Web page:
• Every dog has his day = sooner or later, everyone has his share of good fortune, however short-lived it may be.
    Ajay warned his friend not to behave so arrogantly, as every dog has his day.
  • Dutch courage = artificial courage gained by drinking alcohol.
    Srinivas said he did not require any Dutch courage to talk to his prospective father-in-law about his marriage.
  • To put all one's eggs in one basket = to risk all of one's money in a single venture.
    Harshita was wise enough to invest her money in several financial schemes and not to put all her eggs in one basket.
  • At the eleventh hour = at the last moment.
    Shyam complained that his boss always asked him for some critical information at the eleventh hour.
  • A white elephant = a luxury which is extremely expensive to maintain.
    Many husbands feel that their wives are becoming white elephants in the twenty-first century.
  • To make both ends meet = to keep expenses within one's income; to live within one's means; to keep out of debt.
    Daily labourers in India find it hard to make both ends meet.
  • A fish out of water = a person out of his element.
    Ravi, being a teetotaller, feels like a fish out of water whenever the conversation veers around alcoholic drinks.
  • Out of the frying pan into the fire = to fall into a greater difficulty in trying to escape from the smaller one; come out of a bad position and get into a worse.
    Raju felt out of the frying pan into the fire when he was accused of embezzlement in his company, two days after losing his job.
  • A wild goose chase = a vain attempt.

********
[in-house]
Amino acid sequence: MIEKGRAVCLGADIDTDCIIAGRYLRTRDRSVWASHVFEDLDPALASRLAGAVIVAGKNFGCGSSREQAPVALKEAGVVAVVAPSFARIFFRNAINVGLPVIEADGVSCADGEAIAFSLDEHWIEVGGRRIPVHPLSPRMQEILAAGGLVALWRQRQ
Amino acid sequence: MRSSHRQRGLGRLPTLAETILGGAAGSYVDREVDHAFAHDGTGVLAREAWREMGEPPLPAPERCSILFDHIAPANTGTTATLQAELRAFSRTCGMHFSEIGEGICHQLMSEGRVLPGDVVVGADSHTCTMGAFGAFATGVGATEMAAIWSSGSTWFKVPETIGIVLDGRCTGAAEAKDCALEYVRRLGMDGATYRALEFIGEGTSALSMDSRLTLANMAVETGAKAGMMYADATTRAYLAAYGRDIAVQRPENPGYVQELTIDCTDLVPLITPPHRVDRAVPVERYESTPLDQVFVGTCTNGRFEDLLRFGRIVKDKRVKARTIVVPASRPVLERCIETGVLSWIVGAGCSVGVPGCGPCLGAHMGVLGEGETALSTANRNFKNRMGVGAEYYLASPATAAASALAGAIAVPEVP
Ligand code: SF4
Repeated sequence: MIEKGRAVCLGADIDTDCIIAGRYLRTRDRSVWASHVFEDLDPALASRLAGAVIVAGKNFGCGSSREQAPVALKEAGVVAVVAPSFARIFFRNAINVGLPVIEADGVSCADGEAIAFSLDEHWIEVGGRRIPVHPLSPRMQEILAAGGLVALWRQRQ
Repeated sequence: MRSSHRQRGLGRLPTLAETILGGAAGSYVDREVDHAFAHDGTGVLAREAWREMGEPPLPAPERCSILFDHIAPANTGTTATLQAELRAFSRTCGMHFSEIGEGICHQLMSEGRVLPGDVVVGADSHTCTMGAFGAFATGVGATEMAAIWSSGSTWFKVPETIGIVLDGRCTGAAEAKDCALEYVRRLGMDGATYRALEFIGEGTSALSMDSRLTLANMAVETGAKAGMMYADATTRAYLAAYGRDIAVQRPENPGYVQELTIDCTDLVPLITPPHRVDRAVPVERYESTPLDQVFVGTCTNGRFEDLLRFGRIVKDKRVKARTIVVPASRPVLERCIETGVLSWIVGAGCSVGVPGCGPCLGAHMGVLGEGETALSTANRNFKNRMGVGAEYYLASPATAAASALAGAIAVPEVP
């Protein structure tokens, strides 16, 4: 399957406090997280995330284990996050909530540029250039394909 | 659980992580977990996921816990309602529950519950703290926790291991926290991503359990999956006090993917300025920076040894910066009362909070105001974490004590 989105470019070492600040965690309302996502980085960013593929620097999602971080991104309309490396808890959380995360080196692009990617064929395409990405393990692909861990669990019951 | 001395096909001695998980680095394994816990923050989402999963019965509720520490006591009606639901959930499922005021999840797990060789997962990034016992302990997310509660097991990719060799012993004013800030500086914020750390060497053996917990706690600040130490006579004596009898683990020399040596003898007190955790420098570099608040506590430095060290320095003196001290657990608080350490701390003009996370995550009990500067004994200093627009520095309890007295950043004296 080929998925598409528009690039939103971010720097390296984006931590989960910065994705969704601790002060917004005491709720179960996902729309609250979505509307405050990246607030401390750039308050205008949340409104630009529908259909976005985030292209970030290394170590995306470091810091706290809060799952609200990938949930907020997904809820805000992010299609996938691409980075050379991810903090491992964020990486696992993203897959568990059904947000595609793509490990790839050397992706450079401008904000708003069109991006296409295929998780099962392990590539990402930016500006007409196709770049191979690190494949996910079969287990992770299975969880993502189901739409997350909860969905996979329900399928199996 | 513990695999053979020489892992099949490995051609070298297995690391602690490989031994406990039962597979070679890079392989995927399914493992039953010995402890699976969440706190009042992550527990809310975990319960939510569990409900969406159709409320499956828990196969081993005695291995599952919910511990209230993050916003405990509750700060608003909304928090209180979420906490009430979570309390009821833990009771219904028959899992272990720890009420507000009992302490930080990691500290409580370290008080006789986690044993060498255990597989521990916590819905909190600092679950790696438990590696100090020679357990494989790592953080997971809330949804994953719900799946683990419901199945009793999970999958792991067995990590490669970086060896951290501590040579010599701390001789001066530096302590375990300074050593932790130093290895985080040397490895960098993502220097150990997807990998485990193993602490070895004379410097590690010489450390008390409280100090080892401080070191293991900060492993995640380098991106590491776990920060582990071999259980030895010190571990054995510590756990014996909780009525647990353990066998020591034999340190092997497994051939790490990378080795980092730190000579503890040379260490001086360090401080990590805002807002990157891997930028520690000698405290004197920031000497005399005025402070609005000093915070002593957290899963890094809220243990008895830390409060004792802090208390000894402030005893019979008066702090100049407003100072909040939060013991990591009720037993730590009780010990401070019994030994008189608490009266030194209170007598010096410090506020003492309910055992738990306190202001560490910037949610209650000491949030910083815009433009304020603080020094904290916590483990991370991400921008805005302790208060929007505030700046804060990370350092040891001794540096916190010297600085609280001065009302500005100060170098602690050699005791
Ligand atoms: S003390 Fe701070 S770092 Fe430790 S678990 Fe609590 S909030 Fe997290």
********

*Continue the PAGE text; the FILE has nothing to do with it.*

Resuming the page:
The great philosophers feel that the pursuit of happiness in life is a wild goose chase.
  • To die in harness = to die while still engaged in active work.
    Vijay told his friend that he always wished to die in harness.
  • To make hay while the sun shines= to take full advantage of a favourable opportunity
    The politician made hay while the sun shone, as he fully utilized his position and garnered money for his posterity.
  • To kiss/bite the dust = to be defeated in battle; fall wounded or slain.
    Achilles warned his opponent to either yield to his wishes, or bite the dust in the battle.
  • To move heaven and earth = to exert all efforts.
    Dipti moved heaven and earth to prove that her husband was innocent.
  • The proof of the pudding is in eating = the real worth of a thing is known only when it is tried or tasted.
    Everyone says that marriage brings a sense of added responsibility in our lives. Howe-ver, the proof of the pudding is in eating.
  • Pyrrhic victory = victory gained at too gre-at a cost;a victory that is as costly as defeat.
    The battle of the Mahabharata proved to be a pyrrhic victory for the Pandavas.
Published date : 12 Jan 2011 02:18PM